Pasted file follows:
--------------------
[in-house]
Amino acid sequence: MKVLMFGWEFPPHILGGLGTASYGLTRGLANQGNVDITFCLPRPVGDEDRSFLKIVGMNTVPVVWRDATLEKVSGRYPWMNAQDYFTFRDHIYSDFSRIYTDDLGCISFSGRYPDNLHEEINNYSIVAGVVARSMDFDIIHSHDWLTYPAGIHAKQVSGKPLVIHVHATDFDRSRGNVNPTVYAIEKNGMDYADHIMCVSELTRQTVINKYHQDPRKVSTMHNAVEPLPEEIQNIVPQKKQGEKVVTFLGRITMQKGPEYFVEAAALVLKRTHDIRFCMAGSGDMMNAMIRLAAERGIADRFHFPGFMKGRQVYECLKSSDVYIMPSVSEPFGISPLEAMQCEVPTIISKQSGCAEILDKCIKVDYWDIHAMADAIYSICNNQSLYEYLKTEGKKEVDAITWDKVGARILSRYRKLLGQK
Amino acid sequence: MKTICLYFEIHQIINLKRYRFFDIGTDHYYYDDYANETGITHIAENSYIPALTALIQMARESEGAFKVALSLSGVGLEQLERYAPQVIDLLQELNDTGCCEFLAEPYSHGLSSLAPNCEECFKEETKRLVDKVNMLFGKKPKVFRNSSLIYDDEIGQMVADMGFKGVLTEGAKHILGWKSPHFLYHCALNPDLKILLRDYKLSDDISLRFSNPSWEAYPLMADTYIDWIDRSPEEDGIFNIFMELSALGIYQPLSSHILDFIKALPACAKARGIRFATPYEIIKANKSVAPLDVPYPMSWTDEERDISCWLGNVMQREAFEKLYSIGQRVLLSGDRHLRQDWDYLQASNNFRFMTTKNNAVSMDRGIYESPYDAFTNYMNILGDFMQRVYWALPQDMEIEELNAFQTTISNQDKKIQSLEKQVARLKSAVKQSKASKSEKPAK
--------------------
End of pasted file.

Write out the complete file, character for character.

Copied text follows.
[in-house]
Amino acid sequence: MKVLMFGWEFPPHILGGLGTASYGLTRGLANQGNVDITFCLPRPVGDEDRSFLKIVGMNTVPVVWRDATLEKVSGRYPWMNAQDYFTFRDHIYSDFSRIYTDDLGCISFSGRYPDNLHEEINNYSIVAGVVARSMDFDIIHSHDWLTYPAGIHAKQVSGKPLVIHVHATDFDRSRGNVNPTVYAIEKNGMDYADHIMCVSELTRQTVINKYHQDPRKVSTMHNAVEPLPEEIQNIVPQKKQGEKVVTFLGRITMQKGPEYFVEAAALVLKRTHDIRFCMAGSGDMMNAMIRLAAERGIADRFHFPGFMKGRQVYECLKSSDVYIMPSVSEPFGISPLEAMQCEVPTIISKQSGCAEILDKCIKVDYWDIHAMADAIYSICNNQSLYEYLKTEGKKEVDAITWDKVGARILSRYRKLLGQK
Amino acid sequence: MKTICLYFEIHQIINLKRYRFFDIGTDHYYYDDYANETGITHIAENSYIPALTALIQMARESEGAFKVALSLSGVGLEQLERYAPQVIDLLQELNDTGCCEFLAEPYSHGLSSLAPNCEECFKEETKRLVDKVNMLFGKKPKVFRNSSLIYDDEIGQMVADMGFKGVLTEGAKHILGWKSPHFLYHCALNPDLKILLRDYKLSDDISLRFSNPSWEAYPLMADTYIDWIDRSPEEDGIFNIFMELSALGIYQPLSSHILDFIKALPACAKARGIRFATPYEIIKANKSVAPLDVPYPMSWTDEERDISCWLGNVMQREAFEKLYSIGQRVLLSGDRHLRQDWDYLQASNNFRFMTTKNNAVSMDRGIYESPYDAFTNYMNILGDFMQRVYWALPQDMEIEELNAFQTTISNQDKKIQSLEKQVARLKSAVKQSKASKSEKPAK